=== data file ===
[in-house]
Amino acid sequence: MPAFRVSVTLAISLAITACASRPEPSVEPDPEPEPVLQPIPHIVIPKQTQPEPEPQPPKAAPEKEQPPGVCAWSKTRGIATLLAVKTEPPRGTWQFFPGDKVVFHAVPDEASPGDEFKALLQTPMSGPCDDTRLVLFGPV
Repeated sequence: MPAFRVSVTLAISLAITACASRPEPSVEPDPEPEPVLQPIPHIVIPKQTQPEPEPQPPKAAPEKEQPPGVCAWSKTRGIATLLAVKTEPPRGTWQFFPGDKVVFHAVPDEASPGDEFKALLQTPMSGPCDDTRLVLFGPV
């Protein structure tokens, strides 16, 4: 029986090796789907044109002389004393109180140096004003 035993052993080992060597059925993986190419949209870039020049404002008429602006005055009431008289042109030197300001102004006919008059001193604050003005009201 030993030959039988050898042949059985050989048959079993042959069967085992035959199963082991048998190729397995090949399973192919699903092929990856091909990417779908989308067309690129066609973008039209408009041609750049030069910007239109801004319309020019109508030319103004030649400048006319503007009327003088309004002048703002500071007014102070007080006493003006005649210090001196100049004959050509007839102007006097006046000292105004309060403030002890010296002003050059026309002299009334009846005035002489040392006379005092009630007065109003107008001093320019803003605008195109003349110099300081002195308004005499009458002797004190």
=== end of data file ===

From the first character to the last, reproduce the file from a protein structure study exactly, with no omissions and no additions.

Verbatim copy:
[in-house]
Amino acid sequence: MPAFRVSVTLAISLAITACASRPEPSVEPDPEPEPVLQPIPHIVIPKQTQPEPEPQPPKAAPEKEQPPGVCAWSKTRGIATLLAVKTEPPRGTWQFFPGDKVVFHAVPDEASPGDEFKALLQTPMSGPCDDTRLVLFGPV
Repeated sequence: MPAFRVSVTLAISLAITACASRPEPSVEPDPEPEPVLQPIPHIVIPKQTQPEPEPQPPKAAPEKEQPPGVCAWSKTRGIATLLAVKTEPPRGTWQFFPGDKVVFHAVPDEASPGDEFKALLQTPMSGPCDDTRLVLFGPV
């Protein structure tokens, strides 16, 4: 029986090796789907044109002389004393109180140096004003 035993052993080992060597059925993986190419949209870039020049404002008429602006005055009431008289042109030197300001102004006919008059001193604050003005009201 030993030959039988050898042949059985050989048959079993042959069967085992035959199963082991048998190729397995090949399973192919699903092929990856091909990417779908989308067309690129066609973008039209408009041609750049030069910007239109801004319309020019109508030319103004030649400048006319503007009327003088309004002048703002500071007014102070007080006493003006005649210090001196100049004959050509007839102007006097006046000292105004309060403030002890010296002003050059026309002299009334009846005035002489040392006379005092009630007065109003107008001093320019803003605008195109003349110099300081002195308004005499009458002797004190």